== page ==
What is PRP?

How PRP injections are made

Platelet-rich plasma, (PRP) is a 100% safe, cutting-edge therapy commonly used to treat many types of injuries or degenerative diseases. PRP contains a concentration of powerful growth factors extracted from your own blood. Your body uses these growth factors to repair injured and degenerated tissues. When used by the skilled physicians at Oregon Regenerative Medicine, PRP is a viable alternative to surgery and an effective treatment of the causes of chronic pain.

Since 2008, Dr. Noel Peterson has been a well-known researcher and pioneer in the use of PRP, frequently lecturing on prolotherapy and training physicians all over North and South America in the harvesting and use of PRP derived growth factors. While many physicians utilize PRP, only a small minority have the skills and training to properly diagnose and skillfully treat the multitude of conditions that PRP can help.

While many patients and physicians are just learning about PRP, it has been effectively used for decades in many fields of medicine including sports medicine, dentistry, orthopedics, neurosurgery, ophthalmology, ENT (ear, nose, throat), and even cosmetic surgery. At ORM, we have pioneered many uses for PRP-derived growth factors, including dry eye syndrome, aesthetic skin restoration, hair loss, female sexual dysfunction and bladder leakage, interstitial cystitis, post-concussion syndrome and other degenerative neurological conditions.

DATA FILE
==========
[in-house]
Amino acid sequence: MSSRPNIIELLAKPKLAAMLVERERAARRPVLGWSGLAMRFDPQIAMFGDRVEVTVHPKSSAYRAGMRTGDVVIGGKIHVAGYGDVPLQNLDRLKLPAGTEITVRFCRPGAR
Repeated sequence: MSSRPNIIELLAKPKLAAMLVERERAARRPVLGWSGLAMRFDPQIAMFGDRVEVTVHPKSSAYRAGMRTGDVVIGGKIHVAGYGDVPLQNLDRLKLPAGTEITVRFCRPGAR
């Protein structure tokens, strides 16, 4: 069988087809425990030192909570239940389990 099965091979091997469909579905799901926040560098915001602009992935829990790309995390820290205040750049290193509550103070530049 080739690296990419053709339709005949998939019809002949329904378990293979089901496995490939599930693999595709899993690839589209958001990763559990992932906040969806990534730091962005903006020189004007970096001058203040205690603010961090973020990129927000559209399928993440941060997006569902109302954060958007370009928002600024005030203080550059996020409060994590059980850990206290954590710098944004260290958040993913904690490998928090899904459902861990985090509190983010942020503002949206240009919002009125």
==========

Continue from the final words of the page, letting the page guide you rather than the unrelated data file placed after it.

PRP stands for platelet rich plasma. The normal platelet count in human blood is 150,000- 350,000/microliter. PRP is defined as one million platelets per microliter in a small volume of plasma with a full complement of clotting factors.

There are seven key growth factors in PRP: platelet-derived growth factors (PDGFaa, PDGFbb, PDGFab), transforming growth factors (TGF-b1, TGFb2), vascular endothelial growth factor (VEGF), and epithelial growth factor (EGF). Cellular mitogenesis and angiogenesis are both upregulated by PRP, making it especially useful in orthopedic injuries, osteoarthritis, hair rejuvination, and facial rejuvenation.

PRP works through a process of degranulation of platelet alpha granules, which contain the growth factors. It is ideal to collect PRP in an anticoagulated state for the growth factors to remain active, which explains the need to draw the blood into a tube containing sodium citrate. The biologically active cellular components such as the growth factors are preserved within the platelet when the platelet is held in an inactive state.

Upon activation of the platelet, the granules then fuse to the injured cell membranes, activating the secretory growth factors, which bind to the transmembrane receptors of target cells, such as mesenchymal stem cells, fibroblasts, endothelial cells, and epidermal cells. This binding activates intracellular signal proteins that express a gene sequence directing cellular proliferation, collagen synthesis, extracellular matrix formation, and numerous other pathways to promote healing and repair processes.